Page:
Abramson, M.A. and C. Audet and G. Couture and J.E. Dennis Jr. and S. Le Digabel (2011), “The NOMAD project”. Software available at http://www.gerad.ca/nomad.

Le Digabel, S. (2011), “Algorithm 909: NOMAD: Nonlinear Optimization With The MADS Algorithm”. ACM Transactions on Mathematical Software, 37(4):44:1-44:15.

See Also

optim, nlm, nlminb

Examples

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## Not run: 
## List all options
snomadr(information=list("help"="-h"))

## Print given option,  for example,  MESH_SIZE
snomadr(information=list("help"="-h MESH_SIZE"))

## Print the version of NOMAD
snomadr(information=list("version"="-v"))

## Print usage and copyright
snomadr(information=list("info"="-i"))

## This is the example found in
## NOMAD/examples/basic/library/single_obj/basic_lib.cpp

eval.f <- function ( x ) {

    f <- c(Inf, Inf, Inf);
    n <- length (x);

    if ( n == 5 && ( is.double(x) || is.integer(x) ) ) {
        f[1] <- x[5];
        f[2] <- sum ( (x-1)^2 ) - 25;
        f[3] <- 25 - sum ( (x+1)^2 );
    }  

    return ( as.double(f) );
}

## Initial values
x0 <- rep(0.0, 5 )

bbin <-c(1, 1, 1, 1, 1)
## Bounds
lb <- rep(-6.0,5 )
ub <- c(5.0, 6.0, 7.0, 1000000, 100000)

bbout <-c(0, 2, 1)
## Options
opts <-list("MAX_BB_EVAL"=500,
            "MIN_MESH_SIZE"=0.001,
            "INITIAL_MESH_SIZE"=0.1,
            "MIN_POLL_SIZE"=0.0001)

snomadr(eval.f=eval.f,n=5,  x0=x0, bbin=bbin, bbout=bbout, lb=lb, ub=ub, opts=opts)


## How to transfer other parameters into eval.f
##
## First example: supply additional arguments in user-defined functions
##

## objective function and gradient in terms of parameters
eval.f.ex1 <- function(x, params) { 
    return( params[1]*x^2 + params[2]*x + params[3] ) 
}

## Define parameters that we want to use
params <- c(1,2,3)

## Define initial value of the optimization problem
x0 <- 0

## solve using snomadr 
snomadr( n          =1, 
        x0          = x0, 
        eval.f      = eval.f.ex1, 
        params      = params )


##
## Second example: define an environment that contains extra parameters
##

## Objective function and gradient in terms of parameters
## without supplying params as an argument
eval.f.ex2 <- function(x) { 
    return( params[1]*x^2 + params[2]*x + params[3] ) 
}

## Define initial value of the optimization problem
x0 <- 0

## Define a new environment that contains params
auxdata        <- new.env()
auxdata$params <- c(1,2,3)

## pass The environment that should be used to evaluate functions to snomadr 
snomadr(n                  =1, 
        x0                 = x0, 
        eval.f             = eval.f.ex2, 
        snomadr.environment = auxdata )

## Solve using algebra
cat( paste( "Minimizing f(x) = ax^2 + bx + c\n" ) )
cat( paste( "Optimal value of control is -b/(2a) = ", -params[2]/(2*params[1]), "\n" ) )
cat( paste( "With value of the objective function f(-b/(2a)) = ",
           eval.f.ex1( -params[2]/(2*params[1]), params ), "\n" ) )

## The following example is NOMAD/examples/advanced/multi_start/multi.cpp
## This will call smultinomadRSolve to resolve the problem.  
eval.f.ex1 <- function(x, params) { 
    M<-as.numeric(params$M)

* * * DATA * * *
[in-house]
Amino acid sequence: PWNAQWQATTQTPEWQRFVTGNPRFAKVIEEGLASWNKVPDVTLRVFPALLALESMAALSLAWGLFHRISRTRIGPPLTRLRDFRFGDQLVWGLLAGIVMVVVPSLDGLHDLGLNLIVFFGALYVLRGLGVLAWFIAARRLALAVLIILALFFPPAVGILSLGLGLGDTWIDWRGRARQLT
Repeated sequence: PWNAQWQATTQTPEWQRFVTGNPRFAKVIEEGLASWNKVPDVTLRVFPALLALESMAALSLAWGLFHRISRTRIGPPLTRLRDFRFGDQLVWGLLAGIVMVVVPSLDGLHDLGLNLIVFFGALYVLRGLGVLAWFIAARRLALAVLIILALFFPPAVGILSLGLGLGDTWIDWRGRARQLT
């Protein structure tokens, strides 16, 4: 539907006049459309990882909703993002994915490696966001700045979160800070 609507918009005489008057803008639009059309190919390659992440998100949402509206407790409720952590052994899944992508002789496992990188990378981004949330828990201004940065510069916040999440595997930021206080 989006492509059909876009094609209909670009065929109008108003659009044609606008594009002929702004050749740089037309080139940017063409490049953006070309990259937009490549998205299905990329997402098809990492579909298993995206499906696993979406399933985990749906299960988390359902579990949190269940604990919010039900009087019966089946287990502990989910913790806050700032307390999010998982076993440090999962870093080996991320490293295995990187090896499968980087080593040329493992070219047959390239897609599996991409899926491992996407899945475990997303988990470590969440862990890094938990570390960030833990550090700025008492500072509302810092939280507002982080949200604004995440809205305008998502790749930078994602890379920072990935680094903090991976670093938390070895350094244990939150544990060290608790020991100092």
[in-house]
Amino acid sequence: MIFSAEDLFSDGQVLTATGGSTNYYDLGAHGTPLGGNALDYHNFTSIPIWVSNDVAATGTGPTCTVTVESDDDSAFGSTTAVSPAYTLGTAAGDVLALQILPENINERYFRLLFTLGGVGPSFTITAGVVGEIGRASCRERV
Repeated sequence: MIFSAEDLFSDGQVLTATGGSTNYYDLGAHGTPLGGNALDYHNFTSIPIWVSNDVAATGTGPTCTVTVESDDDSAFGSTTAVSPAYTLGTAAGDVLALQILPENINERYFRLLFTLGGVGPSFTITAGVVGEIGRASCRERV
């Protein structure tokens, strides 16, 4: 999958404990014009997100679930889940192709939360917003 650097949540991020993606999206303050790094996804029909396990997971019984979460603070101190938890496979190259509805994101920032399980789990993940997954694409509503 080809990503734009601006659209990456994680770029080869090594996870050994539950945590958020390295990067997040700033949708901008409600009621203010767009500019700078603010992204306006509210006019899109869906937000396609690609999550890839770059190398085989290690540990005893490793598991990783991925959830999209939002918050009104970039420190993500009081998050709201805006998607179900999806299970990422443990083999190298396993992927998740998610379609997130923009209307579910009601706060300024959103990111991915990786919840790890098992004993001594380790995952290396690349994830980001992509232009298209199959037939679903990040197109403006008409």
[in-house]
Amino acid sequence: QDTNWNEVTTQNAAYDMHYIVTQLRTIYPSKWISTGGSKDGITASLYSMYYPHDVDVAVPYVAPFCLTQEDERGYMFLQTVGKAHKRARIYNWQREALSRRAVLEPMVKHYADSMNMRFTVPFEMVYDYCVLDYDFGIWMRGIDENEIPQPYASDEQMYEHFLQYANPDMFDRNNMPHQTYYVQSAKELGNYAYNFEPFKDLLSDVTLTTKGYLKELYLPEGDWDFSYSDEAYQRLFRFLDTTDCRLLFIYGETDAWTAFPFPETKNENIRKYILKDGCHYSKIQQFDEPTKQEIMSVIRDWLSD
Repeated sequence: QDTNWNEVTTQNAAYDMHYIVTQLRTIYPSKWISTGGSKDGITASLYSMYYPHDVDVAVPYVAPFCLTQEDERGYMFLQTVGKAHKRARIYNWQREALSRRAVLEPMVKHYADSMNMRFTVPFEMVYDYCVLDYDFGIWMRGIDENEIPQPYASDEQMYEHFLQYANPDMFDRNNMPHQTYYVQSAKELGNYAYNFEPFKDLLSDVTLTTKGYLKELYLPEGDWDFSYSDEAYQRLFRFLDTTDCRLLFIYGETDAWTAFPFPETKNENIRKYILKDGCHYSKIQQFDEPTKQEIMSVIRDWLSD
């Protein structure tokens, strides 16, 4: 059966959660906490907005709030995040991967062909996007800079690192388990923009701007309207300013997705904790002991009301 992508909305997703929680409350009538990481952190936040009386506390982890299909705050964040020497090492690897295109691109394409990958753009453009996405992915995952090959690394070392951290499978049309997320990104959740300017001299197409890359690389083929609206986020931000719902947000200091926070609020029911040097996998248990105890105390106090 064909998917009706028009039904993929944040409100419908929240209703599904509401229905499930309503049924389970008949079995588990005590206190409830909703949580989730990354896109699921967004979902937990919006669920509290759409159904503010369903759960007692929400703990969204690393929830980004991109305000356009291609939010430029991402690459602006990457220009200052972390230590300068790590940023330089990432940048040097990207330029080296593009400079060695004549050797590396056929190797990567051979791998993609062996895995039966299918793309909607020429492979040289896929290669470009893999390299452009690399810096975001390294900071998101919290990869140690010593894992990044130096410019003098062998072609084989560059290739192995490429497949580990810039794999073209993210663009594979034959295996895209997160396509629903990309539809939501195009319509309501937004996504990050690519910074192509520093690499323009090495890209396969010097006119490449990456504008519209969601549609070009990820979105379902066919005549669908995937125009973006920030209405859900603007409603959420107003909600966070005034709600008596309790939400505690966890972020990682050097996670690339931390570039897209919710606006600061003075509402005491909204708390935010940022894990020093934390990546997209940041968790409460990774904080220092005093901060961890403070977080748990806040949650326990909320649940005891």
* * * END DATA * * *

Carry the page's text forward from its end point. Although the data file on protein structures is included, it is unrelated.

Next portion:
NBC<-as.numeric(params$NBC)

    f<-rep(0, M+1)
    x<-as.numeric(x)

    x1 <- rep(0.0, NBC)
    y1 <- rep(0.0, NBC)

    x1[1]<-x[1]
    x1[2]<-x[2]
    y1[3]<-x[3]
    x1[4]<-x[4]
    y1[4]<-x[5]

    epi <- 6
    for(i in 5:NBC){
        x1[i]<-x[epi]
        epi <- epi+1
        y1[i]<-x[epi]
        epi<-epi+1
    }
    constraint <- 0.0
    ic <- 1
    f[ic]<-constraint
    ic <- ic+1

    constraint <- as.numeric(1.0)
    distmax <- as.numeric(0.0)
    avg_dist <- as.numeric(0.0)
    dist1<-as.numeric(0.0)

    for(i in 1:(NBC-1)){
        for (j in (i+1):NBC){
            dist1 <- as.numeric((x1[i]-x1[j])*(x1[i]-x1[j])+(y1[i]-y1[j])*(y1[i]-y1[j]))
            
            if((dist1 > distmax)) {distmax <- as.numeric(dist1)}
            if((dist1[1]) < 1) {constraint <- constraint*sqrt(dist1)}
            else if((dist1) > 14) {avg_dist <- avg_dist+sqrt(dist1)}
        }
    }

    if(constraint < 0.9999) constraint <- 1001.0-constraint
    else constraint = sqrt(distmax)+avg_dist/(10.0*NBC)

    f[2] <- 0.0
    f[M+1] <- constraint 


    return(as.numeric(f) ) 
}

## Define parameters that we want to use
params<-list()
NBC <- 5
M <- 2
n<-2*NBC-3

params$NBC<-NBC
params$M<-M
x0<-rep(0.1, n)
lb<-rep(0, n)
ub<-rep(4.5, n)

eval.f.ex1(x0, params)

bbout<-c(2, 2, 0)
nmulti=5
bbin<-rep(0, n)
## Define initial value of the optimization problem

## Solve using snomadRSolve
snomadr(n            = as.integer(n), 
        x0           = x0, 
        eval.f       = eval.f.ex1, 
        bbin         = bbin, 
        bbout        = bbout, 
        lb           = lb, 
        ub           = ub, 
        params       = params )

## Solve using smultinomadRSolve, if x0 is provided,  x0 will
## be the first initial point,  otherwise,  the program will
## check best_x.txt,  if it exists,  it will be read in as
## the first initial point. Other initial points will be
## generated by uniform distribution.
## nmulti represents the number of mads will run.
##
snomadr(n            = as.integer(n), 
        eval.f       = eval.f.ex1, 
        bbin         = bbin, 
        bbout        = bbout, 
        lb           = lb, 
        ub           = ub, 
        nmulti = as.integer(nmulti), 
        print.output = TRUE, 
        params       = params )

## End(Not run)